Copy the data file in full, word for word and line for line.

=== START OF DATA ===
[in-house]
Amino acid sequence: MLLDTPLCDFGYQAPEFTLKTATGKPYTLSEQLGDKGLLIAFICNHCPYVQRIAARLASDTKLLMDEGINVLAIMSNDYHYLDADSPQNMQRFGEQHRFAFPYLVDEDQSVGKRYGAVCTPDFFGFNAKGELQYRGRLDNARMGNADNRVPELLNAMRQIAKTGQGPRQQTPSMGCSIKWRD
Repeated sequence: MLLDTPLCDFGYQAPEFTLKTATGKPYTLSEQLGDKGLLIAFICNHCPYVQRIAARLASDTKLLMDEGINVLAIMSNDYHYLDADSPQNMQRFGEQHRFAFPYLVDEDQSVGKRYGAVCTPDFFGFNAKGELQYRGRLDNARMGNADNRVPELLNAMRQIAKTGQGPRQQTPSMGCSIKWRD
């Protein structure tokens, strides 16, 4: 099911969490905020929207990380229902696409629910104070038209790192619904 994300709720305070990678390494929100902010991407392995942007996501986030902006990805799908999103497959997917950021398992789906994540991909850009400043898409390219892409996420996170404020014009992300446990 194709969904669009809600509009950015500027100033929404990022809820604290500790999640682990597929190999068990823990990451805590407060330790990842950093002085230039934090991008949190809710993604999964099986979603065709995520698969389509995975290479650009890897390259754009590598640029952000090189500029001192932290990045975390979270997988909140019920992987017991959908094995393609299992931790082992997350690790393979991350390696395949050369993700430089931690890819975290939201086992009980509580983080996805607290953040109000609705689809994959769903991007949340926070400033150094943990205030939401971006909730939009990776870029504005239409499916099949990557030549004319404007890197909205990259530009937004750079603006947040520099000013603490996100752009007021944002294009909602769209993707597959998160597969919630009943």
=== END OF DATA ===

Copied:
[in-house]
Amino acid sequence: MLLDTPLCDFGYQAPEFTLKTATGKPYTLSEQLGDKGLLIAFICNHCPYVQRIAARLASDTKLLMDEGINVLAIMSNDYHYLDADSPQNMQRFGEQHRFAFPYLVDEDQSVGKRYGAVCTPDFFGFNAKGELQYRGRLDNARMGNADNRVPELLNAMRQIAKTGQGPRQQTPSMGCSIKWRD
Repeated sequence: MLLDTPLCDFGYQAPEFTLKTATGKPYTLSEQLGDKGLLIAFICNHCPYVQRIAARLASDTKLLMDEGINVLAIMSNDYHYLDADSPQNMQRFGEQHRFAFPYLVDEDQSVGKRYGAVCTPDFFGFNAKGELQYRGRLDNARMGNADNRVPELLNAMRQIAKTGQGPRQQTPSMGCSIKWRD
């Protein structure tokens, strides 16, 4: 099911969490905020929207990380229902696409629910104070038209790192619904 994300709720305070990678390494929100902010991407392995942007996501986030902006990805799908999103497959997917950021398992789906994540991909850009400043898409390219892409996420996170404020014009992300446990 194709969904669009809600509009950015500027100033929404990022809820604290500790999640682990597929190999068990823990990451805590407060330790990842950093002085230039934090991008949190809710993604999964099986979603065709995520698969389509995975290479650009890897390259754009590598640029952000090189500029001192932290990045975390979270997988909140019920992987017991959908094995393609299992931790082992997350690790393979991350390696395949050369993700430089931690890819975290939201086992009980509580983080996805607290953040109000609705689809994959769903991007949340926070400033150094943990205030939401971006909730939009990776870029504005239409499916099949990557030549004319404007890197909205990259530009937004750079603006947040520099000013603490996100752009007021944002294009909602769209993707597959998160597969919630009943």